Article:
Recently, Northern Italy froze several ancient books (some as old as the 16th century) to save them from getting ruined by the flood. The destructive flood that affected the Emilia-Romagna (and other areas) was the reason that such initiatives were taken. The books that got ruined by the flood were frozen to -25C in industrial-size freezers so they could be recovered easily. Apparently, freezing the books can reduce the excess water and make them ideal for quick restoration. It’s an effective strategy to recover books submerged in water/mud.
The freezers that were used for freezing these ancient books were sourced by Orogel. They are a food and beverage firm that offers customers wholesome, light and healthy food.
Northern Italy Hit by Devastating Flood
Throughout the entire month of May, Northern Italy has been affected by many floods, landslides and storms. Due to these natural calamities, about 500 roads were shut, 15 people died, and thousands became homeless. Additionally, many heritage and cultural structures were damaged due to these calamities. About 75 monuments, 12 libraries and six archaeological structures were ruined due to the flood.
Speaking of the current situation, Lucia Borgonzoni (undersecretary at the Ministry of Culture) has revealed that about €6m will be invested by the government to fund the loss. She further told people how the identified materials are being stored in the warehouses for safety. The operations to safeguard these books have been started by the volunteers since last week (May 23). All the affected books are being transported to Casena to be secured in the freezer.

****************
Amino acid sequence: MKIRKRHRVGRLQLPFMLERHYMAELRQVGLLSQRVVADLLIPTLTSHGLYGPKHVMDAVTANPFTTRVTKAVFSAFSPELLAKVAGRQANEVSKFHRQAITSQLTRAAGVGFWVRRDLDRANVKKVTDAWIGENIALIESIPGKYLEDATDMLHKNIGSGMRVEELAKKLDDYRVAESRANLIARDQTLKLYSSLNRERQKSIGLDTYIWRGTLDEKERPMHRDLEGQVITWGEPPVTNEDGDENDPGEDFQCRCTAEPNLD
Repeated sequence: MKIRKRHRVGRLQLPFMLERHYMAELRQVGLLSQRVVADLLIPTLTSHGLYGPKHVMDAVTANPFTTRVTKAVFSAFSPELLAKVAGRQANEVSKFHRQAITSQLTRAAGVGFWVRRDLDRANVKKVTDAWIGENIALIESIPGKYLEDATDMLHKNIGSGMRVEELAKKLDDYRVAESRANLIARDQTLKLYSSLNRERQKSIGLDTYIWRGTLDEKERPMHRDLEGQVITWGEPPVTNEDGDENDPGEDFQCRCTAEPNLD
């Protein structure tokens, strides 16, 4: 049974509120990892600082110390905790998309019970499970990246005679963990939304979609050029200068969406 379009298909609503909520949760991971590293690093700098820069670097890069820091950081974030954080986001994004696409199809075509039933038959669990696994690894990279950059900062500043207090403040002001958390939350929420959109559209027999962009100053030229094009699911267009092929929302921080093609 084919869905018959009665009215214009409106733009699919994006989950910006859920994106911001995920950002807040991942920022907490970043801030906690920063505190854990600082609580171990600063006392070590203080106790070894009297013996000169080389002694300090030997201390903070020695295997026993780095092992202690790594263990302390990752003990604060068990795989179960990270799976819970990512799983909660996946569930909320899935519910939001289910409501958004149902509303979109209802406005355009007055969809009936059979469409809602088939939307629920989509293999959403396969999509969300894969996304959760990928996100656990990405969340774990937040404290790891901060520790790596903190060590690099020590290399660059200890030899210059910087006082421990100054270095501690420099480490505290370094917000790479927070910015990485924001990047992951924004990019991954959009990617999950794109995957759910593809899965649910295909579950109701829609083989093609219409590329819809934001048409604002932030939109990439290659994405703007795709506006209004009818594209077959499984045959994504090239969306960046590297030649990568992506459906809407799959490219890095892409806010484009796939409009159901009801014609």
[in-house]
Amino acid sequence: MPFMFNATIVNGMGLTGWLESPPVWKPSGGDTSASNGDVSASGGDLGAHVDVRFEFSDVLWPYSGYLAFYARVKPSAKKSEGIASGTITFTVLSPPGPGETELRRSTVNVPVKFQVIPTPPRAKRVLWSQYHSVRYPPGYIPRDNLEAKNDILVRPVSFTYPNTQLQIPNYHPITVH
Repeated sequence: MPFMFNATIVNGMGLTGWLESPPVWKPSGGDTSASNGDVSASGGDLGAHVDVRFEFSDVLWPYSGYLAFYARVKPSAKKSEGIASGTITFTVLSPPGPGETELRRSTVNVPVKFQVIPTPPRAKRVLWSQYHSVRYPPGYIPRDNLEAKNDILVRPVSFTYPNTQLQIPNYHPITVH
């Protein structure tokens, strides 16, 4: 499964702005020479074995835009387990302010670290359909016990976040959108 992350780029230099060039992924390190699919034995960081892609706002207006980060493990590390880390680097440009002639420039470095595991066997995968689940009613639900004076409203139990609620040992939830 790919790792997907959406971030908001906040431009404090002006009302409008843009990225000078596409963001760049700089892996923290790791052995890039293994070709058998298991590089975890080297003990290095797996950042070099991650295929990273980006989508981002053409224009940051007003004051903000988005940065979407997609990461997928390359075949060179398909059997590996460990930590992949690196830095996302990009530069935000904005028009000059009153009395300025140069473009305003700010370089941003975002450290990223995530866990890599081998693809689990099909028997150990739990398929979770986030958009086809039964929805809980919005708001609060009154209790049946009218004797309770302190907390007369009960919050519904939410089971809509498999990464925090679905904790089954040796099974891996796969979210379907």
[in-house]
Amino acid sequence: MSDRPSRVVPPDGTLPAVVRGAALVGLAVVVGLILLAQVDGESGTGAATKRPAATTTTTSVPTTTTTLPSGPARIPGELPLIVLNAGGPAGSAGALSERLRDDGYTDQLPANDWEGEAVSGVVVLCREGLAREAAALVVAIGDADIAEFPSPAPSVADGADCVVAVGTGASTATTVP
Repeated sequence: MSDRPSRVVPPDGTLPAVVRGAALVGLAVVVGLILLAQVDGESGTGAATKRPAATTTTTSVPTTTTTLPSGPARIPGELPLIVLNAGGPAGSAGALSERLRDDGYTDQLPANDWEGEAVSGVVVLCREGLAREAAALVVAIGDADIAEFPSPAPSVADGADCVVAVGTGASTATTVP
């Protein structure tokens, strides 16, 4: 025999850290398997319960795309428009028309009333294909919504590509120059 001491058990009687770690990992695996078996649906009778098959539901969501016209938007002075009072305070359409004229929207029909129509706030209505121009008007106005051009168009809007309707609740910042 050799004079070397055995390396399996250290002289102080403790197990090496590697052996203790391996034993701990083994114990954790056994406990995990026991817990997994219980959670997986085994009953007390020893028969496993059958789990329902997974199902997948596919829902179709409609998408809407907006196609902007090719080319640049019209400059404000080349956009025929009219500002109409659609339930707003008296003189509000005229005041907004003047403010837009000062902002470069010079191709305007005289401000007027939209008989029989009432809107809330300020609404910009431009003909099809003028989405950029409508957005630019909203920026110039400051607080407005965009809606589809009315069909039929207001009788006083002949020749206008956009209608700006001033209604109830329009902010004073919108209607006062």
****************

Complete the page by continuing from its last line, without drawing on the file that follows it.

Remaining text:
Severe Damages to Books
The basement of the Catholic seminary (San Benedetto in Cava) suffered from the most damage. Additionally, the books archived in the Forlì town hall were also inundated. The books salvaged in the Trisi library (Lugo) were first transported to plastic bags and airtight boxes before getting freezed. While many books have been identified and frozen for restoration, more books are likely to be added to the list.
Looking at the flood scenario in Northern Italy, both the Italian prime minister (Giorgia Meloni) and European Commission president (Ursula von der Leyen) showed their support. They assured the citizens that the affected areas were being surveyed and the government was with them.
Italy is currently facing the worst of its crisis due to the flood. In fact, lately, these destructive calamities have risen dramatically in the country. Many areas, including Marche, fell prey to the deadly catastrophe.